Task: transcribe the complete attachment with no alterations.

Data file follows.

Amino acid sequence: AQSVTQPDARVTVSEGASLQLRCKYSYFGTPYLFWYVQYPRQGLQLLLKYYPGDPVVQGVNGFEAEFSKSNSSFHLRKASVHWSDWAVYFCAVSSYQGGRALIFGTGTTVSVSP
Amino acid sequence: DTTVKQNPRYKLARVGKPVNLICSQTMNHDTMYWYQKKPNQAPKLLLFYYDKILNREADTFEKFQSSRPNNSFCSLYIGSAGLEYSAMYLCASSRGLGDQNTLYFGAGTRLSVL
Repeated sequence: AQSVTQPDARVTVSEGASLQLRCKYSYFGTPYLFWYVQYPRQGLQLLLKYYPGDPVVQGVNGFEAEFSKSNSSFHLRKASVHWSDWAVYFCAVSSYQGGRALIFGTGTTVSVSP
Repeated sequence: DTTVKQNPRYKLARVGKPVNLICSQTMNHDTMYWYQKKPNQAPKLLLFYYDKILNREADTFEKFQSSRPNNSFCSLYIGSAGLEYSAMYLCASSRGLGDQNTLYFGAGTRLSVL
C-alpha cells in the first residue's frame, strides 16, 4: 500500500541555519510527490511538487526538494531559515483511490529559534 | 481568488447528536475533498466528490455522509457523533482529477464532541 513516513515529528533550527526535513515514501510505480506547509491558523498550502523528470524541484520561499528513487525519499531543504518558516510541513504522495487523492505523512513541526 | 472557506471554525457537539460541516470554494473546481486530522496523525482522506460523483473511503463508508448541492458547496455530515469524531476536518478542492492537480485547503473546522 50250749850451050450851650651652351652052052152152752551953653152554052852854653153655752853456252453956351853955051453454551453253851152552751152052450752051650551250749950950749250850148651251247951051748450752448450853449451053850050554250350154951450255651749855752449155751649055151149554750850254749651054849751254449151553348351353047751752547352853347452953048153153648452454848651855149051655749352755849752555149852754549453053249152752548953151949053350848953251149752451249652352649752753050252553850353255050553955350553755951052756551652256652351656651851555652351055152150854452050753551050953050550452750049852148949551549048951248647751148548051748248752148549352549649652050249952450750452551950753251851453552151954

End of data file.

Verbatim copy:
Amino acid sequence: AQSVTQPDARVTVSEGASLQLRCKYSYFGTPYLFWYVQYPRQGLQLLLKYYPGDPVVQGVNGFEAEFSKSNSSFHLRKASVHWSDWAVYFCAVSSYQGGRALIFGTGTTVSVSP
Amino acid sequence: DTTVKQNPRYKLARVGKPVNLICSQTMNHDTMYWYQKKPNQAPKLLLFYYDKILNREADTFEKFQSSRPNNSFCSLYIGSAGLEYSAMYLCASSRGLGDQNTLYFGAGTRLSVL
Repeated sequence: AQSVTQPDARVTVSEGASLQLRCKYSYFGTPYLFWYVQYPRQGLQLLLKYYPGDPVVQGVNGFEAEFSKSNSSFHLRKASVHWSDWAVYFCAVSSYQGGRALIFGTGTTVSVSP
Repeated sequence: DTTVKQNPRYKLARVGKPVNLICSQTMNHDTMYWYQKKPNQAPKLLLFYYDKILNREADTFEKFQSSRPNNSFCSLYIGSAGLEYSAMYLCASSRGLGDQNTLYFGAGTRLSVL
C-alpha cells in the first residue's frame, strides 16, 4: 500500500541555519510527490511538487526538494531559515483511490529559534 | 481568488447528536475533498466528490455522509457523533482529477464532541 513516513515529528533550527526535513515514501510505480506547509491558523498550502523528470524541484520561499528513487525519499531543504518558516510541513504522495487523492505523512513541526 | 472557506471554525457537539460541516470554494473546481486530522496523525482522506460523483473511503463508508448541492458547496455530515469524531476536518478542492492537480485547503473546522 50250749850451050450851650651652351652052052152152752551953653152554052852854653153655752853456252453956351853955051453454551453253851152552751152052450752051650551250749950950749250850148651251247951051748450752448450853449451053850050554250350154951450255651749855752449155751649055151149554750850254749651054849751254449151553348351353047751752547352853347452953048153153648452454848651855149051655749352755849752555149852754549453053249152752548953151949053350848953251149752451249652352649752753050252553850353255050553955350553755951052756551652256652351656651851555652351055152150854452050753551050953050550452750049852148949551549048951248647751148548051748248752148549352549649652050249952450750452551950753251851453552151954